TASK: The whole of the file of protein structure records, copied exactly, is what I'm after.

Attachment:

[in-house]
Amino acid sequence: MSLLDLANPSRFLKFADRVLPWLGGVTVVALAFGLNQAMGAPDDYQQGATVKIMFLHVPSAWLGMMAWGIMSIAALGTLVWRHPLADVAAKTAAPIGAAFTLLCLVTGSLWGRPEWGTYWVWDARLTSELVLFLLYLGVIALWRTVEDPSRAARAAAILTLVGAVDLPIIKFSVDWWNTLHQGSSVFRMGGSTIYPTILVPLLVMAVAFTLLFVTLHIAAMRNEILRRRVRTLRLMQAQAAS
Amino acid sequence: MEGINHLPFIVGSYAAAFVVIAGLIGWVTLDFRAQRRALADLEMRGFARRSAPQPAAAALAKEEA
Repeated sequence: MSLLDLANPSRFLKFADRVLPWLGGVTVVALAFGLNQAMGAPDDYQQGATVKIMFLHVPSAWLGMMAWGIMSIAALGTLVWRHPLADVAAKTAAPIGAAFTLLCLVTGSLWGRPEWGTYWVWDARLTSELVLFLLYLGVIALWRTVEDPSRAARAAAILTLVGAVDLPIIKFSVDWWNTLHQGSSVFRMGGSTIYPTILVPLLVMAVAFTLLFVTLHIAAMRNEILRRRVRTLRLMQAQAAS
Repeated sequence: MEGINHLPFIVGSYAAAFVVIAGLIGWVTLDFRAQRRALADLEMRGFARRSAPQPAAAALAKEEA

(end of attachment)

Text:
[in-house]
Amino acid sequence: MSLLDLANPSRFLKFADRVLPWLGGVTVVALAFGLNQAMGAPDDYQQGATVKIMFLHVPSAWLGMMAWGIMSIAALGTLVWRHPLADVAAKTAAPIGAAFTLLCLVTGSLWGRPEWGTYWVWDARLTSELVLFLLYLGVIALWRTVEDPSRAARAAAILTLVGAVDLPIIKFSVDWWNTLHQGSSVFRMGGSTIYPTILVPLLVMAVAFTLLFVTLHIAAMRNEILRRRVRTLRLMQAQAAS
Amino acid sequence: MEGINHLPFIVGSYAAAFVVIAGLIGWVTLDFRAQRRALADLEMRGFARRSAPQPAAAALAKEEA
Repeated sequence: MSLLDLANPSRFLKFADRVLPWLGGVTVVALAFGLNQAMGAPDDYQQGATVKIMFLHVPSAWLGMMAWGIMSIAALGTLVWRHPLADVAAKTAAPIGAAFTLLCLVTGSLWGRPEWGTYWVWDARLTSELVLFLLYLGVIALWRTVEDPSRAARAAAILTLVGAVDLPIIKFSVDWWNTLHQGSSVFRMGGSTIYPTILVPLLVMAVAFTLLFVTLHIAAMRNEILRRRVRTLRLMQAQAAS
Repeated sequence: MEGINHLPFIVGSYAAAFVVIAGLIGWVTLDFRAQRRALADLEMRGFARRSAPQPAAAALAKEEA